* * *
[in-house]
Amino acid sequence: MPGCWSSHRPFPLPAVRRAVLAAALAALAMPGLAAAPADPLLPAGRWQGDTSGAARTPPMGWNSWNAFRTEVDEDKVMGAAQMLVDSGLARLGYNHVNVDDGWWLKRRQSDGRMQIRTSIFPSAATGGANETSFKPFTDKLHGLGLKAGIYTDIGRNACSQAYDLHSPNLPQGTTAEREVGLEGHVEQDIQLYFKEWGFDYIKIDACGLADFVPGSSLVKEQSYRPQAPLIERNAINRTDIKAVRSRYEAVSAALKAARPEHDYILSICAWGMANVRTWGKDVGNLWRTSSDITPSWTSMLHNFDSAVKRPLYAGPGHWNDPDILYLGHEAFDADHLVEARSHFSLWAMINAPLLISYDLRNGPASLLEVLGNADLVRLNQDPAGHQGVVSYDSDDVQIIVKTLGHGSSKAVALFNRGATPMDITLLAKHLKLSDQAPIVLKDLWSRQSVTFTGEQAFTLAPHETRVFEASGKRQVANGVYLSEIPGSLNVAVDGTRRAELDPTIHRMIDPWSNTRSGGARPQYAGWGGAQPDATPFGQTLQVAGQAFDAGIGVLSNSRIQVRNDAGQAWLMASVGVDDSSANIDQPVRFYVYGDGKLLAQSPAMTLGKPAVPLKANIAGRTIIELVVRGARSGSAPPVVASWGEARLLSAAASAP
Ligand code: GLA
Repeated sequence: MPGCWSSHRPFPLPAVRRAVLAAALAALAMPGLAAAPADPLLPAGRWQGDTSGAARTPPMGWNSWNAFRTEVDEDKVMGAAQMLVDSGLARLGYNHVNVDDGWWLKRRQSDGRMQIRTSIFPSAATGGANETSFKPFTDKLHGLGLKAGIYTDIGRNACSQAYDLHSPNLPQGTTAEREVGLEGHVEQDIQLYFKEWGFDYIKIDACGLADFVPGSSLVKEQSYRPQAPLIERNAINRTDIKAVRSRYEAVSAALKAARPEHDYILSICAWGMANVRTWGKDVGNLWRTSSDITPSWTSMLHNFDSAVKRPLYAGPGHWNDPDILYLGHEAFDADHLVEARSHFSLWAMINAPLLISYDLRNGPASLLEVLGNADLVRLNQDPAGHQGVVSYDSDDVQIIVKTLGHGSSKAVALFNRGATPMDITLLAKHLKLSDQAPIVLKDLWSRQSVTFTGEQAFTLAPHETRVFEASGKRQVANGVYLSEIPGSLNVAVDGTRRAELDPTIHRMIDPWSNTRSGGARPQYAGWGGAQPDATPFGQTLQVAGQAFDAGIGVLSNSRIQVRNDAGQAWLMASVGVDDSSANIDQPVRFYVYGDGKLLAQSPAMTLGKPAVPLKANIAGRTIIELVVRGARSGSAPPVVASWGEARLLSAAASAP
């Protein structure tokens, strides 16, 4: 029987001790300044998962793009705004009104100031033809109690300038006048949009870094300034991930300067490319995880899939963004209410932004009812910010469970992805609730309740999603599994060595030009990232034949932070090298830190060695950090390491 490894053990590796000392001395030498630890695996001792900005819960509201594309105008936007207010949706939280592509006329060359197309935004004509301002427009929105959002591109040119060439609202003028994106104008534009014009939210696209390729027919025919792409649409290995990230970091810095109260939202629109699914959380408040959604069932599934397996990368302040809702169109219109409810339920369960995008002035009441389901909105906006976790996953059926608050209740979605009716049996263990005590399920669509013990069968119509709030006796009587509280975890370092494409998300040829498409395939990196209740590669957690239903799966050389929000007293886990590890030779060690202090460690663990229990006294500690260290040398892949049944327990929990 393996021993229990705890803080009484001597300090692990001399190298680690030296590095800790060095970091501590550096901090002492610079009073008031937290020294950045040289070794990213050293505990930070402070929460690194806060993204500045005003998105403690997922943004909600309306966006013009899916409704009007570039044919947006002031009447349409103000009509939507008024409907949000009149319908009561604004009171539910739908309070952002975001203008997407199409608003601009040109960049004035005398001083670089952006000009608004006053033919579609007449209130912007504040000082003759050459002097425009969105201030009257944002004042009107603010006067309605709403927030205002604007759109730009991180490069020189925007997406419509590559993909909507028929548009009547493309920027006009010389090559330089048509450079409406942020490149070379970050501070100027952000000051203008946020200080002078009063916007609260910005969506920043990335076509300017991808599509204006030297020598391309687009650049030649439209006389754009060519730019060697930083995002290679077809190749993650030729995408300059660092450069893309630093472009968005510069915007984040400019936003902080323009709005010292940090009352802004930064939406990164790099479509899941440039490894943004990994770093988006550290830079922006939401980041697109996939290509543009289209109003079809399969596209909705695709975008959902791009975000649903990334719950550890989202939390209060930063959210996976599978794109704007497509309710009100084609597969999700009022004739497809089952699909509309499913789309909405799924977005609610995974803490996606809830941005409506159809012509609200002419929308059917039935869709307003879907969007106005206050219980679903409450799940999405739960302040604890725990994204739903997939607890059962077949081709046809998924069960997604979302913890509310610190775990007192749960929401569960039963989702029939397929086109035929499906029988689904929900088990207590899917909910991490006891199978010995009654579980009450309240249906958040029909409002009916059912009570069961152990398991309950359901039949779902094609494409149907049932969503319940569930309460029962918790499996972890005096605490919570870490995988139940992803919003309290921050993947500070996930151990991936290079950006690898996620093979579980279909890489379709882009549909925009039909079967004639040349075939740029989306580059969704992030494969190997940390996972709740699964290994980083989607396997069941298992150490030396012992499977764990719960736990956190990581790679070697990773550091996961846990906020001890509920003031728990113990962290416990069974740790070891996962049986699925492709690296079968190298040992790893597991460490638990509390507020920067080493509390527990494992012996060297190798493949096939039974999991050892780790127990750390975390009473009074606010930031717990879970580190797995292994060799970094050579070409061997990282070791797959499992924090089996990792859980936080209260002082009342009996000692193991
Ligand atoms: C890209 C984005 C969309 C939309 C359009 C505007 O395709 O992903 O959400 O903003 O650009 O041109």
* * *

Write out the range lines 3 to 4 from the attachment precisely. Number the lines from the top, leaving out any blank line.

Ligand code: GLA
Repeated sequence: MPGCWSSHRPFPLPAVRRAVLAAALAALAMPGLAAAPADPLLPAGRWQGDTSGAARTPPMGWNSWNAFRTEVDEDKVMGAAQMLVDSGLARLGYNHVNVDDGWWLKRRQSDGRMQIRTSIFPSAATGGANETSFKPFTDKLHGLGLKAGIYTDIGRNACSQAYDLHSPNLPQGTTAEREVGLEGHVEQDIQLYFKEWGFDYIKIDACGLADFVPGSSLVKEQSYRPQAPLIERNAINRTDIKAVRSRYEAVSAALKAARPEHDYILSICAWGMANVRTWGKDVGNLWRTSSDITPSWTSMLHNFDSAVKRPLYAGPGHWNDPDILYLGHEAFDADHLVEARSHFSLWAMINAPLLISYDLRNGPASLLEVLGNADLVRLNQDPAGHQGVVSYDSDDVQIIVKTLGHGSSKAVALFNRGATPMDITLLAKHLKLSDQAPIVLKDLWSRQSVTFTGEQAFTLAPHETRVFEASGKRQVANGVYLSEIPGSLNVAVDGTRRAELDPTIHRMIDPWSNTRSGGARPQYAGWGGAQPDATPFGQTLQVAGQAFDAGIGVLSNSRIQVRNDAGQAWLMASVGVDDSSANIDQPVRFYVYGDGKLLAQSPAMTLGKPAVPLKANIAGRTIIELVVRGARSGSAPPVVASWGEARLLSAAASAP